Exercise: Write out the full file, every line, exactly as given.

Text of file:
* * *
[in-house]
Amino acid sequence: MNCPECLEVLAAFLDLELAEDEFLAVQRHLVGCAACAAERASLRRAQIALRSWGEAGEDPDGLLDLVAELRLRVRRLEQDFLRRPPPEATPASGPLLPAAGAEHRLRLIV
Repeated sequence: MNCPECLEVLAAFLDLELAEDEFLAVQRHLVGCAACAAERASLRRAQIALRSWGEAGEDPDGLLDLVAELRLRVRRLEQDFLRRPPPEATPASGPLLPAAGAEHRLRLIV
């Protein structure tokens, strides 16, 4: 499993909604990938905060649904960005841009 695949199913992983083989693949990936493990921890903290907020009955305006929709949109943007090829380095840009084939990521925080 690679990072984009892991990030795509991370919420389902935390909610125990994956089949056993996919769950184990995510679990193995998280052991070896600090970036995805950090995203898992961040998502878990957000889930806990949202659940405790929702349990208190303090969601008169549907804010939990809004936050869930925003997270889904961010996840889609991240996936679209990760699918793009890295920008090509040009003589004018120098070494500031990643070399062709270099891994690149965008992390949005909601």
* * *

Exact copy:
[in-house]
Amino acid sequence: MNCPECLEVLAAFLDLELAEDEFLAVQRHLVGCAACAAERASLRRAQIALRSWGEAGEDPDGLLDLVAELRLRVRRLEQDFLRRPPPEATPASGPLLPAAGAEHRLRLIV
Repeated sequence: MNCPECLEVLAAFLDLELAEDEFLAVQRHLVGCAACAAERASLRRAQIALRSWGEAGEDPDGLLDLVAELRLRVRRLEQDFLRRPPPEATPASGPLLPAAGAEHRLRLIV
């Protein structure tokens, strides 16, 4: 499993909604990938905060649904960005841009 695949199913992983083989693949990936493990921890903290907020009955305006929709949109943007090829380095840009084939990521925080 690679990072984009892991990030795509991370919420389902935390909610125990994956089949056993996919769950184990995510679990193995998280052991070896600090970036995805950090995203898992961040998502878990957000889930806990949202659940405790929702349990208190303090969601008169549907804010939990809004936050869930925003997270889904961010996840889609991240996936679209990760699918793009890295920008090509040009003589004018120098070494500031990643070399062709270099891994690149965008992390949005909601």